In history, hard wooden round balls with smooth surface were the first golf balls used; however golfers realized that beat up balls with bumps tend to travel farther than newer ones. Just like other inventions, the discovery of golf ball dimples is accidental. Research shows that the dimples in the balls created for golf can produce turbulence, which, if done right, will help reduce drag. The dimples are also designed to help in scooping up air and eventually moving it back to the ball’s rear as it spins.
So it’s no wonder that golfers will do everything they can to make the ball go farther, so old, beat-up balls became standard issue and new golf balls were modified accordingly. Before, people thought that if a ball has more than the required or standard number of dimples, then it is capable of traveling more distance. Some experts, however, disprove the theory. Still, this did not prevent golf product manufacturers from making different kinds of balls with dimples.
The dimples typically added into a golf ball can be shallow, small, large or deep. There are also certain variations of the ball that have varying sizes of dimples. It should also be noted that the dimples integrated into a golf ball are available in various shapes. These include teardrops, ovals and circles.
Dimples have a huge effect on the ball that small alterations to them can create huge differences on how it travels into the air. For example, a ball with shallow dimples will travel much higher, while that with deep dimples will travel lower. This gives players the option of changing dimple patterns based on the situation of a shot.
The purpose of the dimples is to slightly increase drag and aid in giving the ball more lift. Without the dimples, the ball would be hitting the ground sooner than expected. As for the number of dimples a golf ball needs to have, there are no specific rules yet. Most balls used in golf have around three hundred to five hundred dimples – depending on the company which created the design. Companies that manufacture golf products, specifically balls, are even capable of producing and designing golf ball variations that perfectly fit the swing of different golfers. This means that the ball currently used by Tiger Woods is designed differently from the other golfers.
After reading this article and knowing that the purpose of the dimples used in golf balls is to increase drag and give more lift, we arrive to the next question some people might have in mind. Why not use it in airplanes? If the average people think that it would have the same effect it does to the ball in flight, then you might be surprised when you find out the consequences of having dimples on the wings of an airplane. After further research, it is known that having dimples on the surface or wings of an airplane is a big no no.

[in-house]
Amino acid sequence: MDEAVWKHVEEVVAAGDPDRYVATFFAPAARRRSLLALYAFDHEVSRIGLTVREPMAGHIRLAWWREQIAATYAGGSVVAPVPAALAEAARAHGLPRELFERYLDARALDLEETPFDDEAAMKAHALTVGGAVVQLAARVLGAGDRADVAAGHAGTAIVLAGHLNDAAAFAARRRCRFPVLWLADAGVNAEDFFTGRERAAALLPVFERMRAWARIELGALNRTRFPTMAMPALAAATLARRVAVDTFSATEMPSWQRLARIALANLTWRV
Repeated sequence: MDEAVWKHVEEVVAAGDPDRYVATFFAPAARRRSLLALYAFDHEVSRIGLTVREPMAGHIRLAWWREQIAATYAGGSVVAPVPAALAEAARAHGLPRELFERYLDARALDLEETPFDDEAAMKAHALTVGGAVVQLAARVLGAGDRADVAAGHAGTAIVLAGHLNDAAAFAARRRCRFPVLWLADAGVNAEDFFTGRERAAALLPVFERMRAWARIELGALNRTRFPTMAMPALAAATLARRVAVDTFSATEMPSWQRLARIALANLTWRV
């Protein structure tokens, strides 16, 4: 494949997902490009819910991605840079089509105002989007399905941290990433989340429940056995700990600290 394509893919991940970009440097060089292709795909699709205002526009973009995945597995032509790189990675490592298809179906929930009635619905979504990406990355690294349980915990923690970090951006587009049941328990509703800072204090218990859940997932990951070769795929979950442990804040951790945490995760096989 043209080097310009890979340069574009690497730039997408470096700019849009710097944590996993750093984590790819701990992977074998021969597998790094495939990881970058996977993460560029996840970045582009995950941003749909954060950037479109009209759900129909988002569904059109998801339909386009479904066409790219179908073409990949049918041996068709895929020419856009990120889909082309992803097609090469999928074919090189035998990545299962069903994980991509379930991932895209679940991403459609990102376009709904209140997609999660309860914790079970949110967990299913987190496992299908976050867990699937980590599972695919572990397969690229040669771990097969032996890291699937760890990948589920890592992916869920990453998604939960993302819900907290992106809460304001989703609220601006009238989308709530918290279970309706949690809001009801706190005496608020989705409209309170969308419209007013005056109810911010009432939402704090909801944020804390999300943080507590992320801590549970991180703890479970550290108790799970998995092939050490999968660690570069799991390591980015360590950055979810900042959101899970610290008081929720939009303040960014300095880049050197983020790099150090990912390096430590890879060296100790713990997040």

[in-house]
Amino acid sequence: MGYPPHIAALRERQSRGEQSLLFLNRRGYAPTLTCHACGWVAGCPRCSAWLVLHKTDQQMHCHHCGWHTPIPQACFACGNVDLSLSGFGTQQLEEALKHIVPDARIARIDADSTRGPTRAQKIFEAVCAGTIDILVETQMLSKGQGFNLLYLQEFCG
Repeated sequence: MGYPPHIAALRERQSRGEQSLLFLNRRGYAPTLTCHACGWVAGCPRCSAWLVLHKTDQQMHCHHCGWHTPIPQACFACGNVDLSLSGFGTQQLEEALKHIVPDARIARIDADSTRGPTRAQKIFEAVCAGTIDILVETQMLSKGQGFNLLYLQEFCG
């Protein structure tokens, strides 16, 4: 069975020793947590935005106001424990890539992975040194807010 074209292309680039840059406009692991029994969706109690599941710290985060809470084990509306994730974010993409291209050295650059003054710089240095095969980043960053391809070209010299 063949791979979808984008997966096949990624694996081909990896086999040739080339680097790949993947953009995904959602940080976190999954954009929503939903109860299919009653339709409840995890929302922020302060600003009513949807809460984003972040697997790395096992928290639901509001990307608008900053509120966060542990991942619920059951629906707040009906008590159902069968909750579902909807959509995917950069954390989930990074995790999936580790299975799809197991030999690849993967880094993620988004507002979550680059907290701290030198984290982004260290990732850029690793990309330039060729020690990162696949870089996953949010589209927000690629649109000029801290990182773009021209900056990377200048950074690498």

Sure, it will provide the expected drag but since accidents can’t be stopped or predicted, it is safer to leave the planning of the airplane structure to the aeronautical engineers. Also, if it were to be placed on the wings of an airplane and the airplane happens to turn upside down, it would most likely “help” the airplane crash faster and would make it slightly harder to turn right side up again.
As for the reason why golf balls need to have dimples designed on them, the answer would be to let them fly higher and at an even farther distance. Golfers will surely try to find ways on how to be the best among the rest by using the perfect ball with the exact number of dimples that will fit their abilities. In other words, every golfer wants to play the sport using the best ball he can find.
As of today, manufacturers of golf balls from different parts of the world invest millions of dollars each year to create the best types. They also try to create enough variety to perfectly fit the game play of each individual who would like to play the sport.
The dimples typically added into a golf ball can be shallow, small, large or deep. It should also be noted that the dimples integrated into a golf ball are available in various shapes. Another nice source of information for varying sizes of dimples is available on Rockbottomgolf.